Bulgaria on Tuesday refused to approve the European Union’s membership negotiation framework for North Macedonia, effectively blocking the official start of accession talks with its neighbour. Bulgaria’s foreign minister, Ekaterina Zaharieva, said that her country was willing to open negotiations with Albania, but not with North Macedonia due to disputes over history and language. She added, however, that Bulgaria remained open to new talks. Bulgaria objects in particular to the EU referencing the Macedonian language, which Sofia is demanding be recognised as a variant of Bulgarian.

The Albanian government this week announced further Covid-19 restrictions in an attempt to beat the spread of the virus. Health Minister Ogerta Manastirliu said on Wednesday that gatherings of more than 10 people are no longer allowed. This is in addition to the curfew that is currently in place, restricting movement between the hours of 10pm and 6am. Cases of the virus continue to rise with 694 infections confirmed on Thursday. The real number of infections is believed to be much higher, however, as Albania’s rate of testing is the lowest in Europe, and many who report symptoms are not being tested.

Bosnian police this week detained a Serb ex-policeman, accused of taking part in the killing of 51 civilians in the 1990s Balkans war. The suspect is accused of involvement in the killing of 44 Bosniak and Croat civilians, who were held prisoner at the Omarska camp in northwestern Bosnia. The 50-year-old man also faces charges for the murder of seven Bosniak civilians, who were intercepted and killed on their way to the western town of Bihac. The suspect was identified and arrested on Tuesday morning in Donji Dubovik, according to a statement from the prosecutor’s office.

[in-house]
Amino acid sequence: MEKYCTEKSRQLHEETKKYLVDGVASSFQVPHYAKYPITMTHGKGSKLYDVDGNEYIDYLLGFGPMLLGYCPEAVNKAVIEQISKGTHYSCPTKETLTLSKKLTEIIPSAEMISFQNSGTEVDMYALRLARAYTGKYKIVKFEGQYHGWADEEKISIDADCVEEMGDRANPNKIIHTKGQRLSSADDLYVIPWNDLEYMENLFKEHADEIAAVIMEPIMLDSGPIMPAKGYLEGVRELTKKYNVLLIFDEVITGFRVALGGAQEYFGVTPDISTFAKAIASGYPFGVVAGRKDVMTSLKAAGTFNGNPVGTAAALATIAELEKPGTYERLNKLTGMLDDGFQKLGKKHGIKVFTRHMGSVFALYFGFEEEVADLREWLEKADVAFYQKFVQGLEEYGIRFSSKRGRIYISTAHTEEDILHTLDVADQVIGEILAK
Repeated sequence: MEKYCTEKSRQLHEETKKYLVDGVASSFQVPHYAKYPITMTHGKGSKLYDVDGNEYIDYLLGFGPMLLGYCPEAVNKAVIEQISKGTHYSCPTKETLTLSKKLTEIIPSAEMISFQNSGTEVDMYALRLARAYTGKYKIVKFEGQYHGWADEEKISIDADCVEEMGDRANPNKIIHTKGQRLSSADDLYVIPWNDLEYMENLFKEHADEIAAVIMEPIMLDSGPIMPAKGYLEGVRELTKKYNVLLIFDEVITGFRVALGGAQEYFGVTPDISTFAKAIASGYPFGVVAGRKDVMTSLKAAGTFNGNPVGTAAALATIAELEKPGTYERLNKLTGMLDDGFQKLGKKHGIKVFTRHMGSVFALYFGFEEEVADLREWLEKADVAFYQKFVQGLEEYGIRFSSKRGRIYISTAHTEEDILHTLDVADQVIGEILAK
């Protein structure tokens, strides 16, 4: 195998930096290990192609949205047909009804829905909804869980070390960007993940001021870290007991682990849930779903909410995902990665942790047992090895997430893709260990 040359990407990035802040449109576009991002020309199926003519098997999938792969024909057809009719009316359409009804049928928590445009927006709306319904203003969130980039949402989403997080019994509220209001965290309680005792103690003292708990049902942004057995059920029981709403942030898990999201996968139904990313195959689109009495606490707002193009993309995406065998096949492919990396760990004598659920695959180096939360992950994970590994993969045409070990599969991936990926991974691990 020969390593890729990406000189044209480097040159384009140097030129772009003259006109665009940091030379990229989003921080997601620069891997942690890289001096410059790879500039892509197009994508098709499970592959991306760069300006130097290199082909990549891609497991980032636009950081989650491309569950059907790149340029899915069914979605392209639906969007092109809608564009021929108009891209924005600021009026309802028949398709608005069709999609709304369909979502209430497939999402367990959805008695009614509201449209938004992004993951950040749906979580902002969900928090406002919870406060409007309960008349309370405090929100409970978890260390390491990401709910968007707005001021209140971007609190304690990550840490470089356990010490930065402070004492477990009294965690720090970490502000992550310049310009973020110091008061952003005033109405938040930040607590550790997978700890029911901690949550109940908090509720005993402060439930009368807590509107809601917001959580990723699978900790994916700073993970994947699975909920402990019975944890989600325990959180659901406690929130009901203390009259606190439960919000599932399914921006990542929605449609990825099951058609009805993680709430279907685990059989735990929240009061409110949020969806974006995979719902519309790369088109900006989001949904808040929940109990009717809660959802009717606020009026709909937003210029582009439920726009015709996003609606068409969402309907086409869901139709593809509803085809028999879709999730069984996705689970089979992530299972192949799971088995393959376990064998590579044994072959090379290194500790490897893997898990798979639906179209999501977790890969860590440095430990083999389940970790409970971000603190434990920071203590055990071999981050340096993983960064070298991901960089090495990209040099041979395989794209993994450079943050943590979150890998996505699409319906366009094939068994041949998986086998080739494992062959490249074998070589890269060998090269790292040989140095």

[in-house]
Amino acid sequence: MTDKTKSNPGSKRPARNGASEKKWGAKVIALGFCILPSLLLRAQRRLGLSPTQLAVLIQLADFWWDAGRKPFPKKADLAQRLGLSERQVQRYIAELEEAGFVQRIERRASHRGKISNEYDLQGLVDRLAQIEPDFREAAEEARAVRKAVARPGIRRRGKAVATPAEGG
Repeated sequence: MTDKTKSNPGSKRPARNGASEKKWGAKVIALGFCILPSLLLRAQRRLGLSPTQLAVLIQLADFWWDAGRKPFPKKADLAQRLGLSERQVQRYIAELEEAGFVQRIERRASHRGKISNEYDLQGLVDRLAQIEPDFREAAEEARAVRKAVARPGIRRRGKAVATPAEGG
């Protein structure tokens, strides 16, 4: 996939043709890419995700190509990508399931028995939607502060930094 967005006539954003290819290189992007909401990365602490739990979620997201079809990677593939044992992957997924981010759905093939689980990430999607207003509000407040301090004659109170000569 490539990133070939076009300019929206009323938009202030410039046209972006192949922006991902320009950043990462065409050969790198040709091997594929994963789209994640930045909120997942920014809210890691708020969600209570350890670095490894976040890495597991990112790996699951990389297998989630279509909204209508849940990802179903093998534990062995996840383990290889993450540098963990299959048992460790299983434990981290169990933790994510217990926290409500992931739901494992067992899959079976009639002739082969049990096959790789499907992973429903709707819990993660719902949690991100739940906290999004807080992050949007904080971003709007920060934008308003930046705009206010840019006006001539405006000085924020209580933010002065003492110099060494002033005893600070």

Kosovo’s Minister of Foreign Affairs Meliza Haradinaj–Stublla meanwhile has said that Serbia is deliberately concealing the truth of the genocide committed in Kosovo during the 1990s. In a statement, the minister expressed “her deepest indignation” towards the authorities in Serbia, “who continue to conceal the monstrous crimes against humanity committed in Kosovo in 1998-99 by not revealing the locations of the mortal remains of innocent civilians killed by Serbian paramilitary forces, deliberately hidden in mass graves throughout Serbia.”

Central Asia

In its latest bid to promote the cause of its state language, Uzbekistan is planning to require anybody aspiring to high-ranking state positions to produce a certificate of proficiency. Under the terms of draft legislation that is open for public review until November 28, the requirement would come into force from 2023. The bill, drafted by the State Testing Centre, the government’s exams-setting body, envisions creating tests designed to assess people’s familiarity with Uzbek literature, as well as a command of the Uzbek language.

People in a number of regions of Tajikistan have reported that they are only receiving electricity for a handful of hours each day. Residents of the Aini region, in the north of the country, say the power is turned off from 8am to 6pm and that at times, they go without electricity for days on end. Power utility Barki Tojik has denied it is implementing a rationing regime, saying only that power is disconnected intermittently because of ongoing repairs at the Soviet-built Nurek hydroelectric station, which provides much of the country’s electricity needs.

Kazakhstan’s economy contracted by about 2.8 per cent in the first nine months of 2020, due to declining activity in service sectors and oil production cuts under the OPEC+ agreement, according to the International Monetary Fund (IMF). However, the IMF also said that the agriculture, manufacturing, and construction sectors had maintained positive growth, helped by government support programmes. The IMF projects that GDP will contract overall by 2.7 per cent in 2020 and that growth will return to positive territory next year, although significant risks remain regarding the evolution of the pandemic, oil price volatility, and trade tensions involving major trading partners.